Methodological quality of systematic reviews in Chinese herbal medicine for diabetic kidney disease

ID: 

108

Session: 

Poster session 1

Date: 

Monday 24 October 2016 - 10:30 to 11:00

Location: 

All authors in correct order:

Zhang L1, Yang LH2, Qin XD3, Shergis JL4, Zhang AL4, Guo XF5, Mao W3, Liu XS3, Xue CC4
1 School of Health and Biomedical Sciences, Royal Melbourne Institute of Technology/Department of Nephrology, Guangdong Provincial Hospital of Chinese Medicine, Australia/China
2 Evidence-Based Medicine and Clinical Research Service Group, Guangdong Provincial Hospital of Chinese Medicine, China
3 Department of Nephrology, Guangdong Provincial Hospital of Chinese Medicine, China
4 School of Health and Biomedical Sciences, Royal Melbourne Institute of Technology, Australia
5 Evidence-based Medicine and Clinical Research Service Group, Guangdong Provincial Hospital of Chinese Medicine, China
Presenting author and contact person

Presenting author:

La Zhang

Contact person:

Abstract text
Background: Systematic reviews (SRs) summarize research and provide important knowledge for informing healthcare decisions. This approach has practical importance in the discipline of Chinese medicine (CM) because of the large number of clinical trials. The methodological quality of SRs is not often assessed, but is important considering its impact on practice and research.

Objectives: To appraise the methodological quality of SRs of Chinese herbal medicine for diabetic kidney disease (DKD).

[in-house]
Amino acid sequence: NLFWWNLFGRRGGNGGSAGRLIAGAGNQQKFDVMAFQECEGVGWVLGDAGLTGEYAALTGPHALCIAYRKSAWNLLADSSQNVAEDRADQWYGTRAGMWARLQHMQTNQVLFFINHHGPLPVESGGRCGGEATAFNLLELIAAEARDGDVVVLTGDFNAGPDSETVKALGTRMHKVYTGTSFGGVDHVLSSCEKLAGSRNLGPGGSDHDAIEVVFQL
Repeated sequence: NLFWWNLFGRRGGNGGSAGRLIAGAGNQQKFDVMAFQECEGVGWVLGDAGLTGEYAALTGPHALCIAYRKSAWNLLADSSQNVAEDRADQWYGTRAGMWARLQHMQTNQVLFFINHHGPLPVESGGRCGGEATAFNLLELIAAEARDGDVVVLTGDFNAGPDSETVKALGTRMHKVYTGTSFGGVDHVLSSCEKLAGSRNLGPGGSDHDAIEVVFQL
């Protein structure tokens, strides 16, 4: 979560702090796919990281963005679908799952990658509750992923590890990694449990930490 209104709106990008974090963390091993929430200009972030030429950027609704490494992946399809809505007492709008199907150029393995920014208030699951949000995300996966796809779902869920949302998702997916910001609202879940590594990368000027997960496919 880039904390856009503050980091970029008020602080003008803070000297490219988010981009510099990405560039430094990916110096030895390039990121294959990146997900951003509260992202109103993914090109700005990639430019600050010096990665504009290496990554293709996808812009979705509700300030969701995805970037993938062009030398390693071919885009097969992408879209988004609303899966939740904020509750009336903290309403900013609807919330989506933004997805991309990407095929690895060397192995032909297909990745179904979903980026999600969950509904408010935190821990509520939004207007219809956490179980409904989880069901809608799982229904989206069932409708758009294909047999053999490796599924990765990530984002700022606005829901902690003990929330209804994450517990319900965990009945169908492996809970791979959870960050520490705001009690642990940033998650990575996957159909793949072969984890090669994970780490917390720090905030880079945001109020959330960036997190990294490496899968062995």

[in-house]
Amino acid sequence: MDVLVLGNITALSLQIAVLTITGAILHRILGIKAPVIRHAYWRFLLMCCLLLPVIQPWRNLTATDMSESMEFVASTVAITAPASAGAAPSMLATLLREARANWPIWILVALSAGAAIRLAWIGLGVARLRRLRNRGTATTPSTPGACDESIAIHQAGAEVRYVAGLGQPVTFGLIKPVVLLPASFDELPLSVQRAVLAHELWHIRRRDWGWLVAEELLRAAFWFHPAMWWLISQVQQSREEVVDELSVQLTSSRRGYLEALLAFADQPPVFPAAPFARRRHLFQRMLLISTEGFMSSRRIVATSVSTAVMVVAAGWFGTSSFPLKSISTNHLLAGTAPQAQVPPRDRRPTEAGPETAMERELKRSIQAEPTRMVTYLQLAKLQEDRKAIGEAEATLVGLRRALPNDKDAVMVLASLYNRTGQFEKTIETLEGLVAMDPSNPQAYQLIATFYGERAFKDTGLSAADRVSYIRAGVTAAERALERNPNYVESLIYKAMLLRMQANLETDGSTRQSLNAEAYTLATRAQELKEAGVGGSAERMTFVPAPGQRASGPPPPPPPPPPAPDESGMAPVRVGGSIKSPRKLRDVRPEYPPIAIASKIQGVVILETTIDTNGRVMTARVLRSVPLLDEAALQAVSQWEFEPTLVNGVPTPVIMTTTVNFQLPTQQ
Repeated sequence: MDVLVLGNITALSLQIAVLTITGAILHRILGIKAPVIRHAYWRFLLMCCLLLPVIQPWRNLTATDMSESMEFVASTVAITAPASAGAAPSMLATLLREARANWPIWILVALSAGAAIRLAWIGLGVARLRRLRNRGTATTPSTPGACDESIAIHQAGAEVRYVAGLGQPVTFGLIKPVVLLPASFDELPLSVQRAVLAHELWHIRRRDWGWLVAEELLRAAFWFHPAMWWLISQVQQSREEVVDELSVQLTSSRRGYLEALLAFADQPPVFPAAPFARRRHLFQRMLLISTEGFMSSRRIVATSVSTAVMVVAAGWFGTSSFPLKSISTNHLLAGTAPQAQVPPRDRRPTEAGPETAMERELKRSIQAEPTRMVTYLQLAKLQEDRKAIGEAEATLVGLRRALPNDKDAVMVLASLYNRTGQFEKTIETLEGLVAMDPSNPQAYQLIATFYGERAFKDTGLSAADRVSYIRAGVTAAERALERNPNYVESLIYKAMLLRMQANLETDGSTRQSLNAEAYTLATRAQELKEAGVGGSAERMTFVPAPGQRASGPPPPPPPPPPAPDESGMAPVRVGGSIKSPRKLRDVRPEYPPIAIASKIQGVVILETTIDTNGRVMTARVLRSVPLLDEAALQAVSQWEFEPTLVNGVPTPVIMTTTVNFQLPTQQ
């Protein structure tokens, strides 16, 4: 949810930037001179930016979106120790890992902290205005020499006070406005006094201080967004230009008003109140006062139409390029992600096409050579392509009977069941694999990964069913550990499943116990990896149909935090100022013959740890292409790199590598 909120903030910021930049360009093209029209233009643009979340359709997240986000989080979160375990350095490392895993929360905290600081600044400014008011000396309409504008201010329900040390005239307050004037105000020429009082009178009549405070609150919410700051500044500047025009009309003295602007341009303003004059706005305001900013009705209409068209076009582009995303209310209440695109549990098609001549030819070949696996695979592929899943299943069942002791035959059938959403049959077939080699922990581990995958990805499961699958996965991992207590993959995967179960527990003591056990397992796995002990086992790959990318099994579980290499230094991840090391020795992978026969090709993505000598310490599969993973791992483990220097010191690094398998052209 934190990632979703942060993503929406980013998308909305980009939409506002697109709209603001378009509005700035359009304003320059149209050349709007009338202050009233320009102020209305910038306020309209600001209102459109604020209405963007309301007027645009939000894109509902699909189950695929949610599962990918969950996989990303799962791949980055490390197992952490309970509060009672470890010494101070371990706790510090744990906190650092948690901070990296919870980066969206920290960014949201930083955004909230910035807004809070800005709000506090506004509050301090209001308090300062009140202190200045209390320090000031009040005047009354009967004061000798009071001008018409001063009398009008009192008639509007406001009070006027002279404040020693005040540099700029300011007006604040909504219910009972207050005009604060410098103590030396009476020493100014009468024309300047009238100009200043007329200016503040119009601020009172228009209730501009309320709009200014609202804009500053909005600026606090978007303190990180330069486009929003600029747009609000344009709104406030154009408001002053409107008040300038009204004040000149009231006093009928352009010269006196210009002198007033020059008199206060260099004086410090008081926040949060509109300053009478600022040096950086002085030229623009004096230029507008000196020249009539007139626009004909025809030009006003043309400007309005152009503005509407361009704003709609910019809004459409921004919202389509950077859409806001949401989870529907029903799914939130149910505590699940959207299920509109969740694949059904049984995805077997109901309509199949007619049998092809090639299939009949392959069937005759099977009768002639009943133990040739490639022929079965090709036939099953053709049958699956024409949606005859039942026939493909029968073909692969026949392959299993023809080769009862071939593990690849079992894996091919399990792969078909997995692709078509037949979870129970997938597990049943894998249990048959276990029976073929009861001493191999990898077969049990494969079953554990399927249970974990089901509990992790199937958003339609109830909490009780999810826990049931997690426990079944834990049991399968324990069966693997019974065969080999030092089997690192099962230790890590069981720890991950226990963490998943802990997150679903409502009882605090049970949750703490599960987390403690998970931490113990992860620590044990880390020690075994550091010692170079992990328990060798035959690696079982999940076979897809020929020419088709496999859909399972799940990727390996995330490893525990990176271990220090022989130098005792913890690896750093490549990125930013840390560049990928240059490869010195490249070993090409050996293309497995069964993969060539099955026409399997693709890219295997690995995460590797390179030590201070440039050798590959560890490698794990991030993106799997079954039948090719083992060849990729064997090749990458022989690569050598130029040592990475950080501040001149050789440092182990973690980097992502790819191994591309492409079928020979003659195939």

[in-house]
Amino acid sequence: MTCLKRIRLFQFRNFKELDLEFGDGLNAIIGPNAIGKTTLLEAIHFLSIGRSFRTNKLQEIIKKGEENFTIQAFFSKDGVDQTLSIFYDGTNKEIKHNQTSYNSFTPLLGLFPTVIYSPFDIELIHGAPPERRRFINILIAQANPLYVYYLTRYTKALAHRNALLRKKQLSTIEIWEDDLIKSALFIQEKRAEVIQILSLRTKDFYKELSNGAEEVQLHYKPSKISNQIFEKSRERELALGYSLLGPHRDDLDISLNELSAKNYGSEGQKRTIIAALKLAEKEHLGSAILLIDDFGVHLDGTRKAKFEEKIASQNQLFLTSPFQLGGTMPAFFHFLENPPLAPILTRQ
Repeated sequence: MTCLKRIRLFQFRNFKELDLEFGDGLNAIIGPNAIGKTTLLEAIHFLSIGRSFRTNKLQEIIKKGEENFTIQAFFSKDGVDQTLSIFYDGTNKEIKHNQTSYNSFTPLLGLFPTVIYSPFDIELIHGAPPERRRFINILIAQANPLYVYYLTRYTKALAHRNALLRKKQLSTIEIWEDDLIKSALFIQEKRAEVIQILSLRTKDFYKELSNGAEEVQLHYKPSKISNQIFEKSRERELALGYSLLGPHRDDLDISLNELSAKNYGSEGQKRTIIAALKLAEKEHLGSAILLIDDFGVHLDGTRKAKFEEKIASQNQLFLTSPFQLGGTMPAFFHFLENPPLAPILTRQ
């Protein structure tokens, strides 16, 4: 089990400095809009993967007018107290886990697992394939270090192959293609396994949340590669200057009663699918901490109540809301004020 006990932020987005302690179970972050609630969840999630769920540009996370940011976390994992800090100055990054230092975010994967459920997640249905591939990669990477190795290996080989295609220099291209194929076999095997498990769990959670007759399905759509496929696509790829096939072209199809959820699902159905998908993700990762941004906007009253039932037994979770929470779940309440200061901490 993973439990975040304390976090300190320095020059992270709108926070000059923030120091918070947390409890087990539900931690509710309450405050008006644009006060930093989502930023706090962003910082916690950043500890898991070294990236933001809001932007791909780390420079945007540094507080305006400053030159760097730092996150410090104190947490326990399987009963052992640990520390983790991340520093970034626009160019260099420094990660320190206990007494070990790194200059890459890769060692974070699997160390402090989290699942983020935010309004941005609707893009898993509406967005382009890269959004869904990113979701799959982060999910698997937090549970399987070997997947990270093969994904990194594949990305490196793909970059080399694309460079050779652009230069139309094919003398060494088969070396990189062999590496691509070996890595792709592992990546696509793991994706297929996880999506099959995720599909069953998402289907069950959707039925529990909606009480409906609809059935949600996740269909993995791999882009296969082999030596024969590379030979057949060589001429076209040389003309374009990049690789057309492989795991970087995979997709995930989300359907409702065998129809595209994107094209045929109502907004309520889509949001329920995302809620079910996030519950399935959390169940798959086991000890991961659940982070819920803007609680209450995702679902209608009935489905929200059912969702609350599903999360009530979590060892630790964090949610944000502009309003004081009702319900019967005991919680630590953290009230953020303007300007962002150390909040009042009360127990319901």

Methods: We retrieved Published SRs from five English and four Chinese databases up to April 2015. Two researchers independently screened the literature, extracted methodological characteristics and assessed the quality of eligible SRs, and applied he AMSTAR tool (A MeaSurement Tool to Assess systematic Reviews).

Results: Forty-seven SRs were identified and 45 were eligible for appraisal, including four SRs published in English. The average AMSTAR score was 3.73/11, and ranged from 1 to 8. Only three of 11 domains - assessing scientific quality, generating conclusions with quality consideration, and appropriately combining findings - showed requirements were met in > 50% of included SRs (Fig 1). None of the included SRs provided references for excluded studies, or addressed conflict of interest (COI) of included studies. Only four (8.9%) SRs mentioned prior protocol design but did not give registration details. The process of duplicate study selection and data extraction was merely mentioned in 18 (40%) SRs. A comprehensive search was conducted in 19 (42.2%) SRs but only 10 (22.2%) did not limit by publication status; 33 (73.3%) SRs did not provide sufficient information on studies’ characteristics, which compromised the transfer of results. Notably, 27 (60%) SRs did not assess publication bias appropriately and meta-analysis was misused in 18 (40%) SRs.

Conclusions: The overall methodological quality of SRs in the field of CM for DKD was unsatisfactory. Clinicians and policy makers should apply the SRs result critically in practice. Areas of prior design, comprehensive searching, sufficient information reporting and COI clarifying need to be improved.

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